Interview with Kurun Warun at the launch of his solo exhibition at Japingka Aboriginal Art Gallery – February 2017. Kurun’s family ancestry includes Truganini and he comes from the same tribe as Lionel Rose. Given his first set of boxing gloves at the age of two, he grew up learning to fight, but his true calling turned out to be art.
Is there a painting in this exhibition that’s got a special significance?
It’s called Pundin Pooreyt, the translation is Living with Water. There’s a sandbar in the bottom right-hand corner, the mud crabs, there’s fish traps and the island, like the land and rocks. The orange that comes through is the water life. This it’s about looking after it because if you look after it, it’ll look after you.
My children learnt to swim in this place. So all of the kids have always gone to this place. We’ve been going there for over 20 years now and love it. Every opportunity we get, we go to this place. It’s up near Noosa. That’s what it’s about. Like the rest of my art, it’s all living. It’s still happening.
I also love the painting of Kangaroo Hunter because it’s a nice dance. That painting canvas is getting stretched today. I’m going to tell that story tonight on the didgeridoo. I’ll tell the story before I play it. People will see it as I play it. The didg, the painting, and the dance is all tied up with the painting.
What part of Australia did your ancestors on your mother’s side come from?
Our tribe’s Gunditjmara. That’s the Grampians, Great Ocean Road. My great-grandmother is the granddaughter of Truganini. She came across with Robinson in 1836 to Port Fairy. So that’s where they hooked up with my relatives. I’m fifth generation from Truganini, a direct descent from Truganini. That’s where we come from, the Grampians.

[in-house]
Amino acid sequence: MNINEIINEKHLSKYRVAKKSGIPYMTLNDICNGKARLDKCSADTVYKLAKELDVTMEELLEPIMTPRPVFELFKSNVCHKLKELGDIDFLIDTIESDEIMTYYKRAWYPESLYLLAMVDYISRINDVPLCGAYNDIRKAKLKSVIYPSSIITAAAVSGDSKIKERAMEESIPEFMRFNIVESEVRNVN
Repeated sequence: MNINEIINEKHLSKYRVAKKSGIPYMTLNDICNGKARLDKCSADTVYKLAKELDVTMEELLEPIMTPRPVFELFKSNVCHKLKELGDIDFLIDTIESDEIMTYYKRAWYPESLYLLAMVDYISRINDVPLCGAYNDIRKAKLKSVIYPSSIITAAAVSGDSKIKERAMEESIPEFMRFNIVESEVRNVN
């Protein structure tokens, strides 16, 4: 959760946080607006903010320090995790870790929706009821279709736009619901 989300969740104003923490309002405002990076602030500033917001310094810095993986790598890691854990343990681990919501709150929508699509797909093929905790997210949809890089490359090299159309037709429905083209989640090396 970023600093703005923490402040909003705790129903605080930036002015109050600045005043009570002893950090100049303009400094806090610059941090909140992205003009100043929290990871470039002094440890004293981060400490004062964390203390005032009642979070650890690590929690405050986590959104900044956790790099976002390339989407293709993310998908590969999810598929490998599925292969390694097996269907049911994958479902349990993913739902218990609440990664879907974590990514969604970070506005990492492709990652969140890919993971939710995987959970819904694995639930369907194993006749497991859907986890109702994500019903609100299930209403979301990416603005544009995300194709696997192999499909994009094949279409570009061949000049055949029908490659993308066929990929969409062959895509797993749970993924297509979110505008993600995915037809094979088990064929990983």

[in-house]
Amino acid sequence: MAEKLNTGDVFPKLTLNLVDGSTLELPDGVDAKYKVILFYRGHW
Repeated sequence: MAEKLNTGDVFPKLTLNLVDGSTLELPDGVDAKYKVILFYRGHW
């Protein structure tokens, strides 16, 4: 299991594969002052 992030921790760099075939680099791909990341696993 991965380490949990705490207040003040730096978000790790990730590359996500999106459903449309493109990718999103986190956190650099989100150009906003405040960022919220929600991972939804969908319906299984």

Can you describe what that sort of country is like?
It’s beautiful to look at. The mountains around the Grampians. Waterfalls. Great Ocean Road. The coast, it’s cold, windy. I don’t live there now because I live in Queensland.
What’s known about your ancestors?
The possum skin and cloak. Beautiful cloaks, I’ve seen them. Shelters were dug into the ground and the roof was raised a bit higher with the skins over the top. Then when it rained, it didn’t let the water in. They also had mittens. They used fish traps in the water.
When you go back to some of those areas and you go into the country, how does it make you feel?
Oh, I love going back, to visit. (Laughs) I have a lot of memories as a kid from out on the mission. That’s the same mission Archie Roach sings the song about, Took the Children Away. The stolen generation, part of those events took place there. Archie was one of the children taken. There is a line he sings that always gets to me.
“One dark day on Framlingham
Come and didn’t give a damn”
Mum used to mind Archie before he got taken. He was about two. Mum was 16 so she never got taken. It’s terrible. At the last concert of Archie’s that we attended he started singing the words “one dark day on Framlingham.” He calls out “Tio”, because that’s my nickname. I just broke down then.